Update data in OpenEdge using SQL and ODBC

Update data with SQL in OpenEdge

We will attempt to update data into OpenEdge database table similar to how we inserted data into OpenEdge. Let’s assume that you have a client such as DBeaver set up. Connect to your OpenEdge database using ODBC. In my examples, I am using Sports2000 database. Let’s update the last department we created into DEPARTMENT table. We last inserted department code of 900 with department name of Test2. We will update department name to Updated-Test2.

Update data in OpenEdge department table

The fields of DEPARTMENT table are:

  1. DeptCode
  2. DeptName

Let’s run this SQL query:

Execute this query. Then, select data out of department table and notice that department 900 has been updated.

Update data with PHP and SQL in OpenEdge

Now that we update a department with SQL, we will attempt the same with PHP and SQL. Create a file called update-department.php with content as follows:

Execute this script by typing php update-department.php

Note the additional error handling in this piece of code. We report error if we cannot prepare a statement OR execution of the SQL statement fails. After reporting an error, we exit. If all goes well, we show the department updated.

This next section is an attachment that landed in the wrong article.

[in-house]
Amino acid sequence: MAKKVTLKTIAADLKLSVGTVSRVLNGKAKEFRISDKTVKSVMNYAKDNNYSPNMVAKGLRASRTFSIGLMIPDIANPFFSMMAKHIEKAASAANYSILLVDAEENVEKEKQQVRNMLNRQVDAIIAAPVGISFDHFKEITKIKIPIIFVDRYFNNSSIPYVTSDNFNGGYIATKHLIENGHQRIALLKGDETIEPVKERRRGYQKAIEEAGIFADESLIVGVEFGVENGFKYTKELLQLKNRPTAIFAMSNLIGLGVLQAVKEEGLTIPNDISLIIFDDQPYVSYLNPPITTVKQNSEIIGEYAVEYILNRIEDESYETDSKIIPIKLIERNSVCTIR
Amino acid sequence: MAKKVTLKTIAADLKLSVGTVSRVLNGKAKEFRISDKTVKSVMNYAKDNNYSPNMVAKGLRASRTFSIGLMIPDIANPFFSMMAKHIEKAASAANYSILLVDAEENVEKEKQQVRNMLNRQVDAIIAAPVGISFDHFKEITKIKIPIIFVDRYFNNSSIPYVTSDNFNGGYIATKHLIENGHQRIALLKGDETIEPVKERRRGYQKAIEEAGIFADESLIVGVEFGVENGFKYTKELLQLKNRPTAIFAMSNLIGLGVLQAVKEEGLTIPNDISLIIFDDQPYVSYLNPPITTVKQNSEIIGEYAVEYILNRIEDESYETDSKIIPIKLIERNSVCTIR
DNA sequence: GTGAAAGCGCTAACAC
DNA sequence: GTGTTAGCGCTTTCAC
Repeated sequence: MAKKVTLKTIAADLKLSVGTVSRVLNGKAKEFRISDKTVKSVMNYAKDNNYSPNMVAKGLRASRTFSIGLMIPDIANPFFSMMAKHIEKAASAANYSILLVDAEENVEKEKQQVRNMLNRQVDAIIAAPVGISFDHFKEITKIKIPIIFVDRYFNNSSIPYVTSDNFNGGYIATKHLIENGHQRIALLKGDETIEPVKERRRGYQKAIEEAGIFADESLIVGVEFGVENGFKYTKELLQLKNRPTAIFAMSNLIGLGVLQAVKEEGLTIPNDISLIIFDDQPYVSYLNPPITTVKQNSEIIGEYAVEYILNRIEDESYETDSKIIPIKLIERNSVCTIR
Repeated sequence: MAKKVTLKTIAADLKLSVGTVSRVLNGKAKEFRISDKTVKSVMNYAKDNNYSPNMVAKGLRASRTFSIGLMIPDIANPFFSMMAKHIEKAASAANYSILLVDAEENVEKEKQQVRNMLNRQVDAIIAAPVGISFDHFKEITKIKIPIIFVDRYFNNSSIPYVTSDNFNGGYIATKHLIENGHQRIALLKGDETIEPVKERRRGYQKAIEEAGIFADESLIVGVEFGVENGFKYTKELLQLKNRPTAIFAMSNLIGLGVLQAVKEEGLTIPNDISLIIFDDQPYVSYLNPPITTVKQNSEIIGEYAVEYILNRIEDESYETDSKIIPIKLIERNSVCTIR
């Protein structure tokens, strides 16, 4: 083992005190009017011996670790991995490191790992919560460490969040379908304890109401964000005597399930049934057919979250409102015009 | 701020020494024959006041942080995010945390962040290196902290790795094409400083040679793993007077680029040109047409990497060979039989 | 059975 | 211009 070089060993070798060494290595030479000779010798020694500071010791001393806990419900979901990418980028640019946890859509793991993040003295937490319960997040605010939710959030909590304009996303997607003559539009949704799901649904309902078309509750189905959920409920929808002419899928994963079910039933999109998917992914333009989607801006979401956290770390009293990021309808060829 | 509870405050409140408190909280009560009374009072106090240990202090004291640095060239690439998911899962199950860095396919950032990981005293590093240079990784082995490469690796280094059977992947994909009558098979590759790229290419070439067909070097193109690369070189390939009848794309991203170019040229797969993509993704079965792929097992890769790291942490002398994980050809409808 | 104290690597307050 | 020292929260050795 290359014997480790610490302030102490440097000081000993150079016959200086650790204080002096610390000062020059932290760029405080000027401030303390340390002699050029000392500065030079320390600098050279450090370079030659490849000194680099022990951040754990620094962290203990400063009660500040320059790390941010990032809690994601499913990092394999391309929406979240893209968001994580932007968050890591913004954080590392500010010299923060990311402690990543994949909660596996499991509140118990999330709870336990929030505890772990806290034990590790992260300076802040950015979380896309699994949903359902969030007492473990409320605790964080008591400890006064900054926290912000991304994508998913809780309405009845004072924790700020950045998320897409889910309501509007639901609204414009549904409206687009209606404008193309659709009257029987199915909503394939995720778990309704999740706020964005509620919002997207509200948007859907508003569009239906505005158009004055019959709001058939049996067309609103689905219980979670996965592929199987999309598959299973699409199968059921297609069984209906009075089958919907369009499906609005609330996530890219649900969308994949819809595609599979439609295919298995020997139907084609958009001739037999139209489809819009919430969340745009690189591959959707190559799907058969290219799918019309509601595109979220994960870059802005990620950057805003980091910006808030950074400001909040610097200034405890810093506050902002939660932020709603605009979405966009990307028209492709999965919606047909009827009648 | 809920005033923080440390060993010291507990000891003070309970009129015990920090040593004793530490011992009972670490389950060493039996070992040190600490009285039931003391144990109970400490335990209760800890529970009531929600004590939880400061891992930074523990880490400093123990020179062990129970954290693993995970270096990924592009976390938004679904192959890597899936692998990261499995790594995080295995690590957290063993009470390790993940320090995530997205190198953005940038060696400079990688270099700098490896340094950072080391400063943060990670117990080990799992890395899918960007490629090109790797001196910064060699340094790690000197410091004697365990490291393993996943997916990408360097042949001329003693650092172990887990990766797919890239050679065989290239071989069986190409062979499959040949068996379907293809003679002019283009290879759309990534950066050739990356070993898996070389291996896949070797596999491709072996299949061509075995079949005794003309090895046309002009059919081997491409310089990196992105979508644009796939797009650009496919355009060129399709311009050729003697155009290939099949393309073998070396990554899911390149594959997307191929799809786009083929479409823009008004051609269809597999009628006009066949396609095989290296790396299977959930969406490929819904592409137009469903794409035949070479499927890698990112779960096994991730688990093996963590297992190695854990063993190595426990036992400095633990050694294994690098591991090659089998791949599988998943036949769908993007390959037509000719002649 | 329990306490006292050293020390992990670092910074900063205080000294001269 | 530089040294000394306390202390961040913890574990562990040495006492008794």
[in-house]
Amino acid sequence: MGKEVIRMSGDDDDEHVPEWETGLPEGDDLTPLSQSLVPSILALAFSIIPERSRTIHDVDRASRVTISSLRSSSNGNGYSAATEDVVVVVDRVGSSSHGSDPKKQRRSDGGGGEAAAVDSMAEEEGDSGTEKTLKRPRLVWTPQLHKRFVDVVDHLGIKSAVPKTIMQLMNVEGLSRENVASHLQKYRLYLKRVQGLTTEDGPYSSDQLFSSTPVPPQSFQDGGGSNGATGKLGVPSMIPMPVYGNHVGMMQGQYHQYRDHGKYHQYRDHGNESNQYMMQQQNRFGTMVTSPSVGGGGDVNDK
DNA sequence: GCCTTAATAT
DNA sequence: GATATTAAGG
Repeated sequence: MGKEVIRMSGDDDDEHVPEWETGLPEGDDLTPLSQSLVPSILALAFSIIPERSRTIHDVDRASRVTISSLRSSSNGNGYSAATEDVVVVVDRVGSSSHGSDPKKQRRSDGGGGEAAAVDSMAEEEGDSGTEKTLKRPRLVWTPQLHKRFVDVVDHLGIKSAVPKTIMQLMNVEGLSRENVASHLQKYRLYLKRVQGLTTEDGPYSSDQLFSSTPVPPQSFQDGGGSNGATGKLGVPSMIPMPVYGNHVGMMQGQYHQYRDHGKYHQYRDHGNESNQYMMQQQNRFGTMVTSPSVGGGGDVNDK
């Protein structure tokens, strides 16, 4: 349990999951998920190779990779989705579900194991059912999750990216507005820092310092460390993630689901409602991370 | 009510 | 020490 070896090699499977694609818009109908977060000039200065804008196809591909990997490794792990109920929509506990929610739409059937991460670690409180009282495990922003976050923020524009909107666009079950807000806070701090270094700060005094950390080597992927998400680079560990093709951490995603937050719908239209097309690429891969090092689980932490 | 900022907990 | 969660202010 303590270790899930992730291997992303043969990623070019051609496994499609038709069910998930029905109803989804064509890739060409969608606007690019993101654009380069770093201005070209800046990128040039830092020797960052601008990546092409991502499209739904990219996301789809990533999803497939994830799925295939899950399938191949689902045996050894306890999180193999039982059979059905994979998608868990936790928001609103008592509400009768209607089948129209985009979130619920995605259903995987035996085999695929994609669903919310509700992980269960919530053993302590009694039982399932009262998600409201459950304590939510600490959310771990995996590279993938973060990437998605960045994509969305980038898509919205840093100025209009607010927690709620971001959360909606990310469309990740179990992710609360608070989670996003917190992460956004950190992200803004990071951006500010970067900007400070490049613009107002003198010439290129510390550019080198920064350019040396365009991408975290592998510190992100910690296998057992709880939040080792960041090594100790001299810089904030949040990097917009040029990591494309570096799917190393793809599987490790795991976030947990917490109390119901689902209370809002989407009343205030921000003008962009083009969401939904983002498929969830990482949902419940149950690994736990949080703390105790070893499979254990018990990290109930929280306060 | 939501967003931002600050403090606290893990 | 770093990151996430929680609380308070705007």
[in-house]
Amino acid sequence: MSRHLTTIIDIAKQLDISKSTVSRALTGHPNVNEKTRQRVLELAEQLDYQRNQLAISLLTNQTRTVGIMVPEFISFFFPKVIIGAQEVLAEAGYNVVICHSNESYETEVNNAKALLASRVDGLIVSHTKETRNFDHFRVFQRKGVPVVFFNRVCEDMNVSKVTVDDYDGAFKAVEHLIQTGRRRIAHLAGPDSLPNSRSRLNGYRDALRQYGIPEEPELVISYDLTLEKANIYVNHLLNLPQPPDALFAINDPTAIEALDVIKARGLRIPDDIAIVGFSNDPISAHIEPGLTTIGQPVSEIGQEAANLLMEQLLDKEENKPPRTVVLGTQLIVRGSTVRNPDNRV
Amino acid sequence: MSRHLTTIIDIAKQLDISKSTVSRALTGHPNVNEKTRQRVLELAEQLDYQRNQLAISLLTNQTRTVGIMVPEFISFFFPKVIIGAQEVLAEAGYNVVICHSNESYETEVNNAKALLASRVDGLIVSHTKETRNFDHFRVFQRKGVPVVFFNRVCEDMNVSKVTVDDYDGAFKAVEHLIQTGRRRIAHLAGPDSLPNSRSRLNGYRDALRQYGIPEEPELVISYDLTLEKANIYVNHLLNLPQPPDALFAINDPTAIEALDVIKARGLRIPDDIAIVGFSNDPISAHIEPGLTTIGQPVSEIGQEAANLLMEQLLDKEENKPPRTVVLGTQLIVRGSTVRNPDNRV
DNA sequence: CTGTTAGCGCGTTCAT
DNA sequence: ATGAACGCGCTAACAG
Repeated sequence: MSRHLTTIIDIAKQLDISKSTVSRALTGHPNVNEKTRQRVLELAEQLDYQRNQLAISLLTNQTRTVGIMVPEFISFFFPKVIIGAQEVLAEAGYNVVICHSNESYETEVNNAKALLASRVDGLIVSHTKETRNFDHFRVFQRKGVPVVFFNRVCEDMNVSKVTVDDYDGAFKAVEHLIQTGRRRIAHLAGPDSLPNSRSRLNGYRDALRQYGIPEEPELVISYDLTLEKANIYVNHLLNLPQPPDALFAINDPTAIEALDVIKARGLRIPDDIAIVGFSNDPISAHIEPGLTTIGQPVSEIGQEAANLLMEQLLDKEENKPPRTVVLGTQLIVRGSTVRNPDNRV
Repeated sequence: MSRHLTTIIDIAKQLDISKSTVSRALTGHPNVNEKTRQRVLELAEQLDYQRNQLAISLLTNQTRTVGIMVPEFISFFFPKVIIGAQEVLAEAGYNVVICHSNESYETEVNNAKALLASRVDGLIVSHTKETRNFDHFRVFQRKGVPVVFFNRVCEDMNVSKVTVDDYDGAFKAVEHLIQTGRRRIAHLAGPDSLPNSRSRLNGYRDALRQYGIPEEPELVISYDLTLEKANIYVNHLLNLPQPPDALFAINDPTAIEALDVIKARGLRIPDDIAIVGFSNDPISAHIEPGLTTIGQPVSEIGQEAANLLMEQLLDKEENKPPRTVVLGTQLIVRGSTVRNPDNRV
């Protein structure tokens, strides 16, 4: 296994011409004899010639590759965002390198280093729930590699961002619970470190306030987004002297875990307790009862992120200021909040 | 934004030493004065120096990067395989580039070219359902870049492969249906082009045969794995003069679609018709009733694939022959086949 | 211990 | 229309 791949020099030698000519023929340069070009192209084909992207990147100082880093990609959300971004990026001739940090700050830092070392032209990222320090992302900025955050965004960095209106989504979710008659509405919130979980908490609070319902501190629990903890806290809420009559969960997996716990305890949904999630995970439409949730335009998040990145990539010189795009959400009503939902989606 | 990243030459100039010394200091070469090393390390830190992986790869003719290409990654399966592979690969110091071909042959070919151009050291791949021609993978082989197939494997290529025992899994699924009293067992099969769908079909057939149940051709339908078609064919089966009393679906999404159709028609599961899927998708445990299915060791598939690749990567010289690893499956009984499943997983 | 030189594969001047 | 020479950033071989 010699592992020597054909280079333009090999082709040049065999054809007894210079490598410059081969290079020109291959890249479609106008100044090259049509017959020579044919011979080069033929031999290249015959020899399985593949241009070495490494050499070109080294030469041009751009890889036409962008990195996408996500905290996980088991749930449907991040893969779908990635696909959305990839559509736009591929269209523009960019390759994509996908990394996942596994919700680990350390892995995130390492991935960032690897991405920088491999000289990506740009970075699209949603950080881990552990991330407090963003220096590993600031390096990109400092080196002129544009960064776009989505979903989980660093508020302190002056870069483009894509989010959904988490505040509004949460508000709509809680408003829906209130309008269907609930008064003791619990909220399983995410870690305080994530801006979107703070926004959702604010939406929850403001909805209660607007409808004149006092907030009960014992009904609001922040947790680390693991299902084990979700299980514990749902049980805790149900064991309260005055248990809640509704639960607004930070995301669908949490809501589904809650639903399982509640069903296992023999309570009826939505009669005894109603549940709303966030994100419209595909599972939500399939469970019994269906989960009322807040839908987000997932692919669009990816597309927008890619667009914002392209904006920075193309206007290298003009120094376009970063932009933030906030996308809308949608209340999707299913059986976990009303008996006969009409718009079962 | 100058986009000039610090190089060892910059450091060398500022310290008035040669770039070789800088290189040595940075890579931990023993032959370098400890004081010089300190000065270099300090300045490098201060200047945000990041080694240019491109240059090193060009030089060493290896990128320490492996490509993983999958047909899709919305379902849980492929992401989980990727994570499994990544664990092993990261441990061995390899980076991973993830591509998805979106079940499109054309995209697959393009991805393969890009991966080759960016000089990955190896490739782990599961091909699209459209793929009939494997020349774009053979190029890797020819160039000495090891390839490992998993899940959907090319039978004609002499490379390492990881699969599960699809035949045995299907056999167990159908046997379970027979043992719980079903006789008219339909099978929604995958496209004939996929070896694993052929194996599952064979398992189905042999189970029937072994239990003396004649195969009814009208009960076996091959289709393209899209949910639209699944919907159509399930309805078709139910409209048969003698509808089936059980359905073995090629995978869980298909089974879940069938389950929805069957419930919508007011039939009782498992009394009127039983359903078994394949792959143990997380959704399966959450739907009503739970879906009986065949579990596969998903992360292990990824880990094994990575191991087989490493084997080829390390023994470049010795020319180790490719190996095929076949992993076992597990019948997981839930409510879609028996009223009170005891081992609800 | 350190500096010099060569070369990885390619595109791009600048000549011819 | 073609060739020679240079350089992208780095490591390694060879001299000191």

Risk

The risk with above method is that there is no error handling and no sanitization of department name before data is entered in the database. SQL Injection could result from such queries when users are the ones providing data. Let’s see ways to prevent SQL Injection.

Sanitize SQL with bound parameters in PHP PDO and OpenEdge

We will now bind parameters to our SQL statement instead of just passing verbatim string to department code and number. Create a file called update-department-parameters.php with the following text:

Execute this script with php update-department-parameters.php

You will notice that department 900 is updated. Notice that the SQL statement does not have numbers or strings to store. It just has a placeholder in the form of a question mark. Those question marks are replaced with actual values during execution. This method of parameterization allows us to send to the database data that could otherwise need unnecessary manual cleansing.

Validation and cleansing of parameters

There is no substitute to performing your own validation. Please absolutely perform validations. For example, before updating department code check whether it is a valid integer or big integer and that its value is sane. Similarly, check whether department name is less than the max length of the column and has sane information.

Add commitment control

It is assumed that you are using READ COMMITTED transaction isolation. Create a file called update-department-parameters-commit.php with the following text:

Execute this script with php update-department-parameters-commit.php

You will notice that department 900 is updated. Edit the file and change from $db->commit(); to $db->rollback();, and change the department name to ‘Test2-rolling’ . Re-run the script and notice that the database has not updated any new data because the transaction was rolled back. This is the beauty and simplicity of transactions with SQL, PHP, ODBC and OpenEdge.

Be sure to see other topics listed on Modern web applications and API with OpenEdge, SQL, ODBC and PHP